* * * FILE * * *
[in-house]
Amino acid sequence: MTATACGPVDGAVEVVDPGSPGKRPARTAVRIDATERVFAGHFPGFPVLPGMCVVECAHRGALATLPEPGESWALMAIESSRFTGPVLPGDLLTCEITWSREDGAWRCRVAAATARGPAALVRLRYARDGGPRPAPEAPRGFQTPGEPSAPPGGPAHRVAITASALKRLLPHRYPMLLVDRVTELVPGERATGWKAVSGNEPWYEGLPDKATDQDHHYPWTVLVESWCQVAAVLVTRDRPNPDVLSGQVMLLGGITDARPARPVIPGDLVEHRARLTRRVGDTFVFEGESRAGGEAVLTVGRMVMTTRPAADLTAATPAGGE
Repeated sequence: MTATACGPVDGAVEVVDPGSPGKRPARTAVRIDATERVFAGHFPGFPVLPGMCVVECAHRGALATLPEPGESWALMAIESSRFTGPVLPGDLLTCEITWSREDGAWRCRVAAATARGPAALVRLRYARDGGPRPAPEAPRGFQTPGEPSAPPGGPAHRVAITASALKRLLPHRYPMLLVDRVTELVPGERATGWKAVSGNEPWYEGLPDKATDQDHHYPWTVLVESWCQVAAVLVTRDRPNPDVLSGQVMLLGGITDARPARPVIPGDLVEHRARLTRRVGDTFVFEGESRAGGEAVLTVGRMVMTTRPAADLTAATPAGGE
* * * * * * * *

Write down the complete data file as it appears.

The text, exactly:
[in-house]
Amino acid sequence: MTATACGPVDGAVEVVDPGSPGKRPARTAVRIDATERVFAGHFPGFPVLPGMCVVECAHRGALATLPEPGESWALMAIESSRFTGPVLPGDLLTCEITWSREDGAWRCRVAAATARGPAALVRLRYARDGGPRPAPEAPRGFQTPGEPSAPPGGPAHRVAITASALKRLLPHRYPMLLVDRVTELVPGERATGWKAVSGNEPWYEGLPDKATDQDHHYPWTVLVESWCQVAAVLVTRDRPNPDVLSGQVMLLGGITDARPARPVIPGDLVEHRARLTRRVGDTFVFEGESRAGGEAVLTVGRMVMTTRPAADLTAATPAGGE
Repeated sequence: MTATACGPVDGAVEVVDPGSPGKRPARTAVRIDATERVFAGHFPGFPVLPGMCVVECAHRGALATLPEPGESWALMAIESSRFTGPVLPGDLLTCEITWSREDGAWRCRVAAATARGPAALVRLRYARDGGPRPAPEAPRGFQTPGEPSAPPGGPAHRVAITASALKRLLPHRYPMLLVDRVTELVPGERATGWKAVSGNEPWYEGLPDKATDQDHHYPWTVLVESWCQVAAVLVTRDRPNPDVLSGQVMLLGGITDARPARPVIPGDLVEHRARLTRRVGDTFVFEGESRAGGEAVLTVGRMVMTTRPAADLTAATPAGGE